Amyotrophic lateral sclerosis (ALS): It is estimated that 16.4%–31.3% of adults with ALS undergo tracheostomy; however, estimates may differ based upon the degree of disease progression and patient preferences regarding end-of-life decisions (Segura et al., 2023; Spataro et al., 2012).

Burn injuries: Approximately 0.9% of adult patients admitted with burn injuries require tracheostomy (Mourelo et al., 2015), with an increased rate of 30.9% for those requiring ICU-level care (Janik et al., 2021).

COVID-19: Approximately 12.2%–16.4% of adults receiving ICU-level care secondary to COVID-19 require tracheostomy (Mahmood et al., 2021; Martin-Villares et al., 2021).

Head and neck cancer: Reported rates of tracheostomy for adults requiring surgery due to head and neck cancer range from 17% to 20.3% (COVIDSurg Collaborative, 2021; Siddiqui et al., 2016).

Respiratory failure: Each year, an average of 9.1%–9.6% of hospitalized adults requiring mechanical intervention due to respiratory failure receive tracheostomy (Abril et al., 2021; Mehta, Syeda, Bajpayee, et al., 2015).

Traumatic brain injury: Approximately 29%–31.8% of adults with traumatic brain injury receiving ICU-level care require tracheostomy (Pelosi et al., 2011; Robba et al., 2020).

Spinal cord injury (SCI): It is estimated that 13.8%–17.7% of adults with acute traumatic cervical SCI require tracheostomy (Long et al., 2022; Mu & Zhang, 2019).

Stroke: Approximately 1.3%–1.9% of adults require tracheostomy following acute stroke (Chatterjee et al., 2018; Walcott et al., 2014), whereas 14%–20% of adults who require mechanical ventilation status after stroke receive tracheostomy (Pelosi et al., 2011).

Roles and Responsibilities

SLPs play a central role in the screening, assessment, diagnosis, and treatment of persons with swallowing and/or communication disorders related to artificial airways. An artificial airway is a device that is used to facilitate ventilation and secretion management. These include the endotracheal tube (ETT)—a tube placed into the trachea via the mouth or nose to establish and/or maintain the airway and ventilation—and the tracheostomy tube. Artificial airways may be used to access mechanical ventilation. The professional roles and activities in speech-language pathology include clinical/educational services (diagnosis, assessment, planning, and treatment), advocacy, administration, and research. See ASHA’s Scope of Practice in Speech-Language Pathology (ASHA, 2016).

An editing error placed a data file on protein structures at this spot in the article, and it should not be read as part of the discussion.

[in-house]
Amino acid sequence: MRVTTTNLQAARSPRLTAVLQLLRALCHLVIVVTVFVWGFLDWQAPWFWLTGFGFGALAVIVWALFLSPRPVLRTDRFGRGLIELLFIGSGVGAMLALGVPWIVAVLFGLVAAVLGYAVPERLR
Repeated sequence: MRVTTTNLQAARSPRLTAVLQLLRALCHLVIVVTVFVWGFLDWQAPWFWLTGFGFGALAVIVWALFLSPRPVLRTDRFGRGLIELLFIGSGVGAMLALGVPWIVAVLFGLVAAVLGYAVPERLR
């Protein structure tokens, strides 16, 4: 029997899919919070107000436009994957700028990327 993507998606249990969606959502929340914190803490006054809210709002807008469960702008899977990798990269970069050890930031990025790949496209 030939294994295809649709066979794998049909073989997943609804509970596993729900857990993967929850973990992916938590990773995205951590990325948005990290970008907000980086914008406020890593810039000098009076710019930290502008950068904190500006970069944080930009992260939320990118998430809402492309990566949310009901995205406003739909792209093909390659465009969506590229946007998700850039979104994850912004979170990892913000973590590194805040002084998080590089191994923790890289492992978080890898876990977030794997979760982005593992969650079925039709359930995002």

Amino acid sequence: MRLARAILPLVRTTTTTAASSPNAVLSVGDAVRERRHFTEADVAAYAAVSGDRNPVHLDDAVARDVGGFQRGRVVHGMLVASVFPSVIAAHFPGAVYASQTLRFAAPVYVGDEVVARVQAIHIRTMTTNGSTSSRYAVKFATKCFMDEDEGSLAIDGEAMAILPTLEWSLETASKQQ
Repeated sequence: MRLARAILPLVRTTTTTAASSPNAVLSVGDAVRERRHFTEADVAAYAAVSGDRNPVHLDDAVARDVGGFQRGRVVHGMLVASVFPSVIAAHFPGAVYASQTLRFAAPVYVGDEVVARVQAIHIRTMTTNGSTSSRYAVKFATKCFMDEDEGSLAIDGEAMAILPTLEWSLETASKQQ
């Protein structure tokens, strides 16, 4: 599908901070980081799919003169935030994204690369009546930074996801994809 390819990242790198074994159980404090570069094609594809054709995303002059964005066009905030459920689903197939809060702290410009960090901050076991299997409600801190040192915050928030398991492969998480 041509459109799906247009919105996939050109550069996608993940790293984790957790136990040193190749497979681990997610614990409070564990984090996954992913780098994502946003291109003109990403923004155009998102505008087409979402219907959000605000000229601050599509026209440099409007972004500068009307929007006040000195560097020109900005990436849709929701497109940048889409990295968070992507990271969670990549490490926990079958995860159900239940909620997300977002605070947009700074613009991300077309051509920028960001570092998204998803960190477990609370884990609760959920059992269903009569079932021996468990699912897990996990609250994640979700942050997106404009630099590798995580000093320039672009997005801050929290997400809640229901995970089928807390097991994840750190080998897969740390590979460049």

Appropriate roles for SLPs include, but are not limited to, the following.


  • Identifying the signs and symptoms of dysphagia, communication disorders and delays, and voice disorders.
  • Making recommendations for the consideration and appropriateness of cuff deflation trials, capping trials, a one-way speaking valve, or a talking tracheostomy tube.
  • Conducting a culturally and linguistically appropriate assessment for swallowing and communication.
  • Assessing communication options, including augmentative and alternative communication (AAC).

Counseling and Education

  • Educating other professionals on the role of the SLP in the care of patients with tracheostomy, both with and without mechanical ventilator dependence.
  • Providing education and counseling about the impact (current or anticipated) of tracheostomy, mechanical ventilation, and one-way speaking valve placement and/or use on communication and swallowing to patients and caregivers, as appropriate.
  • Providing training and education regarding the use of AAC.


  • Collaborating with other professionals (i.e., tracheostomy team) as well as the patient and their care partners regarding the management of swallowing and communication disorders in patients with tracheostomy, both with and without mechanical ventilator dependence.
  • Providing safe, effective, and evidence-based treatment for swallowing and communication disorders.
  • Providing clinical recommendations on the tracheostomy weaning pathway, including tracheostomy tube selection, tube changes/downsizing, capping trials, and the decannulation process.
  • Facilitating safe and effective use of a one-way speaking valve for patients with or without mechanical ventilator dependence or a specialty tracheostomy tube (for patients who are difficult to fit with standard tubes).


  • Maintaining general knowledge of the anatomy, physiology, and pathophysiology of the swallowing mechanism and the respiratory system.
  • Referring to other professionals as appropriate to ensure comprehensive care and best outcomes.